What is a Documentary Letter of Credit?
A documentary letter of credit (DLC) is a guarantee issued from a Financial Institution (Bank) to the beneficiary confirming that the issuer will pay the beneficiary funds up to the maximum amount stated in the documentary credit when the beneficiary provides certain documents to the issuing bank.
This financial instrument assures the Beneficiary (supplier) that they will receive payment up to the amount stated in the letter of credit, provided certain compliant documents stated in the DLC are presented to the issuer within the duration of the instrument.
As soon as the beneficiary submits the compliant documents, the Issuer will make the payment. Even if the buyer (applicant) cannot pay for the beneficiary’s services, the issuer is obliged to honor the presentation.
Documentary letters of credit are common tools of trade finance used mostly in international trade, where the purchaser and seller have yet to establish a relationship and/or operate in different jurisdictions. This financial tool is commonly used to mitigate the risk of both the seller and buyer located in a different geographic location enabling trade between the parties to occur were the credit rating of the issuer stands in place of the credit worthiness of the buyer – giving the supplier greater comfort that he will be paid.
A Standby Letter of Credit (SBLC) is a financial instrument also issued by a financial institution to guarantee payment on behalf of a client in the event of a default.
Standby Letters of Credit are used in a wide range of commercial trade. They are similar to a Documentary Letter of Credit, only difference is they become operative if the applicant defaults on payment. SBLC’s are more related to demand guarantees, which also require that the presentation of stipulated documents be compliant with the terms and conditions of the guarantee. SBLC’s and guarantees are different in terms of protection, they both serve the primary purpose of making sure that sellers get paid, but while a standby letter of credit protects the seller, a bank guarantee protects both sides, since it also protects the buyer in case the supplier never ships the goods or ships them in a damaged condition.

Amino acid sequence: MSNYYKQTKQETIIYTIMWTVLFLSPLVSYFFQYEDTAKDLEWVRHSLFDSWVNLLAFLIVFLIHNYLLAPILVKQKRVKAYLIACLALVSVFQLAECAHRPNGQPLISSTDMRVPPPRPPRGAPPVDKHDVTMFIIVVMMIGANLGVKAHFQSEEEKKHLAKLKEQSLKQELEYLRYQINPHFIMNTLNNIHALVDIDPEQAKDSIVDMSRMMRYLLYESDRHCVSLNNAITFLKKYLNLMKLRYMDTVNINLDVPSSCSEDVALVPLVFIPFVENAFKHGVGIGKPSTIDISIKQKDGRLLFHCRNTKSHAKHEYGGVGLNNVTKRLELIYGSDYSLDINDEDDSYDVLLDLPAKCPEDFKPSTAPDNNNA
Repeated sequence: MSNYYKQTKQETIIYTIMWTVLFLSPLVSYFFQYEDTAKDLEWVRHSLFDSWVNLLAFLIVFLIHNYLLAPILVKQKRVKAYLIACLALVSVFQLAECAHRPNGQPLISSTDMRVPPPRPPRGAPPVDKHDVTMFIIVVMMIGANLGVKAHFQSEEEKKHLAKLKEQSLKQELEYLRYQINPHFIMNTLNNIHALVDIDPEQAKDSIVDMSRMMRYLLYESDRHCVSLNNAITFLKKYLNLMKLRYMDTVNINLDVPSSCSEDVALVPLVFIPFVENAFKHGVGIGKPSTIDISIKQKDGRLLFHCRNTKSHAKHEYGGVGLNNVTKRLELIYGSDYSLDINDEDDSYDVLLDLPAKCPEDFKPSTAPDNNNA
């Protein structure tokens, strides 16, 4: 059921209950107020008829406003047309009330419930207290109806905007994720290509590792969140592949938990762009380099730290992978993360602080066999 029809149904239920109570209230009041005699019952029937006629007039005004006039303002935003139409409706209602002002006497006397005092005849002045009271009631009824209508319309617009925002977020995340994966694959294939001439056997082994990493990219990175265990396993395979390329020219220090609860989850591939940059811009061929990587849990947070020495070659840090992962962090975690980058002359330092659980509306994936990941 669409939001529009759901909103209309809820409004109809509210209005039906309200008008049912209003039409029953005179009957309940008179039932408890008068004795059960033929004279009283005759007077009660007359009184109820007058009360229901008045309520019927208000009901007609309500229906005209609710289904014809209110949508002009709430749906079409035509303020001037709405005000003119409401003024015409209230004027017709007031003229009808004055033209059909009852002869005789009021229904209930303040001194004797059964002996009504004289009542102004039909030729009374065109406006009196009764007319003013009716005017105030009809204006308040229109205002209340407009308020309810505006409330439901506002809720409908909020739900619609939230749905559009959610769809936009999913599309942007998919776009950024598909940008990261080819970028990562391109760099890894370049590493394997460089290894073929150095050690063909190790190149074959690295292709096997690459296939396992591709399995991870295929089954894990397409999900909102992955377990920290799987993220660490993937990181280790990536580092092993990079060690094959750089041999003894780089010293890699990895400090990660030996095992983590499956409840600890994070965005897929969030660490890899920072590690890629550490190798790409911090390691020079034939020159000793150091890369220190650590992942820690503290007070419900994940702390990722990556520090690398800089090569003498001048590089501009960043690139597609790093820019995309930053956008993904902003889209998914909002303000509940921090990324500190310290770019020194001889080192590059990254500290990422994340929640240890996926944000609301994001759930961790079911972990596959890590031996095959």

Standby letters of credit are a very flexible tools, making them a suitable product for securing a wide range of payment scenarios. The SBLC’s also take different forms similar to Bank Guarantees i.e
- Performance Bond – backs a commitment to perform other than to pay money/funds and includes an obligation to pay for loses occurring from a default of the buyer in the process of completing an underlying transaction.
- Advance-Payment Guarantee – supports an obligation to account for an advance payment made by the supplier to the buyer.
- Bid-bond or tender-bond – backs an obligation of the buyer to execute a contract if the buyer is awarded a bid.
- Back-Back SBLC – backs the issuance of another, separate standby letter of credit or other undertaking by the supplier of the counter standby.
- A financial standby – supports an obligation to pay money, including any instrument evidencing an obligation to repay borrowed money.
- Insurance Bond – supports an insurance obligation of the applicant.
- Commercial Bond – backs the commitment of a buyer to pay for goods or services in the event of non-payment by other methods.
- Direct-Pay SBLC – intended to be the primary method of payment. It may or may not be linked to a default in performance or payment.
- Ready Willing and Able (RWA)
It is a financial instrument/ tool issued by banks or financial institutions on behalf of clients, demonstrating intent and capability (both financially and legally) to enter into a financial transaction. RWA’s are often also referred to as bank comfort letters. The RWA for security purposes is sent via bank swift from the issuing bank to the beneficiary bank
How does an RWA work?
We provide ready willing and able (RWA) letters for our clients, usually via SWIFT MT799 message. An RWA confirms that an asset the applicant has with the issuer is good, clear, clean, of non-criminal origin, and is unencumbered.